Physical abuse in relationships is easy to define. If you are being slapped, punched, kicked, or physically harmed in any way, it is important to seek help and escape from the relationship. This should involve support and protection from family, friends, or the many shelters and social workers who are experienced in dealing with physical abuse.
However, emotional abuse is easier to hide and more difficult to understand. Both females and males can be emotionally abusive. In order to recognize the signs of emotional abuse, I have listed some of the common attributes of an emotionally abusive relationship:
• You are afraid to tell your friends or family about things that your partner has said or done. You worry about how others will react.
• You become overly defensive of your partner’s actions, and often justify their behaviour.
• You often convince yourself that you are just taking things personally and feel guilty for being upset.
• You tell yourself that the harsh words or hurtful actions of your partner are because you are not good enough. You think that if you try to be a better boyfriend or girlfriend, you can get through it.
• Your partner tends to isolate you from others, keeping you away from friends or family. They may suggest a move, or begin to point out the faults of your support system in order to create distance between you and your friends.
• Your partner often performs amazing, romantic gestures, or gets you extravagant gifts. This behaviour will often occur in front of others. Perhaps your friends are even jealous of the romance in your relationship, but this romance just covers up the pain and sadness that exists underneath.
• When your relationship is good, it is intense and passionate. When it is bad, your emotions spiral downward. If you feel like you are on an emotional roller coaster, this is an indicator of emotional abuse.
• Your partner may do things to intimidate or hurt your feelings. This could include driving at high speeds or driving dangerously while you are in the car, destroying your property, or doing things to assert their power over you. If the intent is to hurt you with actions or words, that is abuse.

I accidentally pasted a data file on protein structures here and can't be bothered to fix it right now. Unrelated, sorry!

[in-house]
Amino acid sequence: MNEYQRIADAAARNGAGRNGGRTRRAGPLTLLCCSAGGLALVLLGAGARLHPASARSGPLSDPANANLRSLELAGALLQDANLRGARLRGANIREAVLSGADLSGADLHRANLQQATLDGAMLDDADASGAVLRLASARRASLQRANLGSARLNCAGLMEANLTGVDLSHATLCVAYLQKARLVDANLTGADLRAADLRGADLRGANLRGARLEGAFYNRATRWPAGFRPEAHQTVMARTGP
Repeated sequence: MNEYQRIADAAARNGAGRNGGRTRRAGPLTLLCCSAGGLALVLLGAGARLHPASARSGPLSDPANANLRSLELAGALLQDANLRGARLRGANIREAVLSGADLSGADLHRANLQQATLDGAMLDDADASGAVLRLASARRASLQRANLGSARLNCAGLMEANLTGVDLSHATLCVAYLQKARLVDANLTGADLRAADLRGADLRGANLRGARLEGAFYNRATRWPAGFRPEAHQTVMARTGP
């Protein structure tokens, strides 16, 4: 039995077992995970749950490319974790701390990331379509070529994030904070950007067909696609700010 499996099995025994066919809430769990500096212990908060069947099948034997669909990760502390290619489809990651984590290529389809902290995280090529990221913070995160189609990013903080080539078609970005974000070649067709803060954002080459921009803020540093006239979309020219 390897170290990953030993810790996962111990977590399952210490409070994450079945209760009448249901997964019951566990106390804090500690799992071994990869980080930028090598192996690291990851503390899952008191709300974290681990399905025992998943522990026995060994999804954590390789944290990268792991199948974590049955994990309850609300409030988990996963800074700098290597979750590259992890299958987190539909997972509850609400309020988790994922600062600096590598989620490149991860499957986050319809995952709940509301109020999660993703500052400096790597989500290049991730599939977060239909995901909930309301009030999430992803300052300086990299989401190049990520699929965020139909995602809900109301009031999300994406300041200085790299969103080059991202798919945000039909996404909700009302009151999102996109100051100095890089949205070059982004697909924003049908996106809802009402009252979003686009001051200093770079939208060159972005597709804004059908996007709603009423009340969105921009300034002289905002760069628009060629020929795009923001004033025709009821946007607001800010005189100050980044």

If you are still questioning whether or not you are in an abusive relationship, start to document the things that your partner does and says that cause you to feel upset, unsafe or hurt. Keep a notepad with you, or put the information in your phone. Try to keep it hidden from your partner, and review it when you have some space from him or her. That way, you cannot convince yourself that you misunderstood, or that it didn’t happen.
There are ways to break free from an emotionally abusive relationship.
• Tell somebody you trust. It takes one person to support you, and over time, you can gain the courage to end the relationship.
• You can also try to take some time away, such as a weekend visiting family or friends. This allows you to get out of your environment and gain perspective.
• Start visualizing the life you want. Think about yourself as happy, and see a different future that no longer involves that person. Dare to dream about the life you always wanted.
• Talk to a therapist to rebuild your self-esteem. You may feel as though your partner is all that you have, and you define who you are by the way that he or she makes you feel. This is not a healthy feeling. You should never be reliant on another person for your own sense of self.
• Read the book, Codependency No More. It will help to explain the feelings you have, and how your identity can quickly become wrapped up in another person.
You may feel guilt about leaving this person, and losing the future you saw for yourself. To gain strength you may want to think back to past traumas or major losses that you have overcome, and remind yourself how strong you are.
REMEMBER: Every moment you spend with this person is robbing a piece of your identity and self-worth. With baby steps, you will be on your way to the future you deserve.